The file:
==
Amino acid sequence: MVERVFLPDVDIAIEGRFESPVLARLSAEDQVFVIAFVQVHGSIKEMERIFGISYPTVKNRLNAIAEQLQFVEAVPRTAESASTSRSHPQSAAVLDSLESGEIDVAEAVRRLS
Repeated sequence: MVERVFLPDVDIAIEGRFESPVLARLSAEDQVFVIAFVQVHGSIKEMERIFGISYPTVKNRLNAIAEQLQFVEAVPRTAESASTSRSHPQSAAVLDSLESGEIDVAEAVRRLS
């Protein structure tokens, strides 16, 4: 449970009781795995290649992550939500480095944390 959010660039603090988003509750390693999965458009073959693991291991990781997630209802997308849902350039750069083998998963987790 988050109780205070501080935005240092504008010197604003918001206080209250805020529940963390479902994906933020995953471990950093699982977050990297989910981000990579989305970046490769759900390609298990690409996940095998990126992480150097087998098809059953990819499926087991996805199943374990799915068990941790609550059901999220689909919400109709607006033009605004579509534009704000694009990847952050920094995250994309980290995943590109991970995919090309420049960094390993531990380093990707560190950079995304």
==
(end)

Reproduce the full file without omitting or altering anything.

Amino acid sequence: MVERVFLPDVDIAIEGRFESPVLARLSAEDQVFVIAFVQVHGSIKEMERIFGISYPTVKNRLNAIAEQLQFVEAVPRTAESASTSRSHPQSAAVLDSLESGEIDVAEAVRRLS
Repeated sequence: MVERVFLPDVDIAIEGRFESPVLARLSAEDQVFVIAFVQVHGSIKEMERIFGISYPTVKNRLNAIAEQLQFVEAVPRTAESASTSRSHPQSAAVLDSLESGEIDVAEAVRRLS
């Protein structure tokens, strides 16, 4: 449970009781795995290649992550939500480095944390 959010660039603090988003509750390693999965458009073959693991291991990781997630209802997308849902350039750069083998998963987790 988050109780205070501080935005240092504008010197604003918001206080209250805020529940963390479902994906933020995953471990950093699982977050990297989910981000990579989305970046490769759900390609298990690409996940095998990126992480150097087998098809059953990819499926087991996805199943374990799915068990941790609550059901999220689909919400109709607006033009605004579509534009704000694009990847952050920094995250994309980290995943590109991970995919090309420049960094390993531990380093990707560190950079995304």